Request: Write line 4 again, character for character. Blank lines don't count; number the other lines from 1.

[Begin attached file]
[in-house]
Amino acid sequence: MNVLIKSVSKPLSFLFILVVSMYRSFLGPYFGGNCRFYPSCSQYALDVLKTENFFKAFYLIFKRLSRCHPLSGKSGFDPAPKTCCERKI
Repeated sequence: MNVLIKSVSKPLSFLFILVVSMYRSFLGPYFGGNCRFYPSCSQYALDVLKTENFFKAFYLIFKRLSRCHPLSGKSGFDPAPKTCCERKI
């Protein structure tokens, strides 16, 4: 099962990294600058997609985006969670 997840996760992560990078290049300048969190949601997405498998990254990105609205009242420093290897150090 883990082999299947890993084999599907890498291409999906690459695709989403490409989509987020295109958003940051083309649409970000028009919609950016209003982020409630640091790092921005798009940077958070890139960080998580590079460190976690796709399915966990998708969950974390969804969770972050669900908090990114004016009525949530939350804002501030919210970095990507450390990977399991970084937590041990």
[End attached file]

């Protein structure tokens, strides 16, 4: 099962990294600058997609985006969670 997840996760992560990078290049300048969190949601997405498998990254990105609205009242420093290897150090 883990082999299947890993084999599907890498291409999906690459695709989403490409989509987020295109958003940051083309649409970000028009919609950016209003982020409630640091790092921005798009940077958070890139960080998580590079460190976690796709399915966990998708969950974390969804969770972050669900908090990114004016009525949530939350804002501030919210970095990507450390990977399991970084937590041990």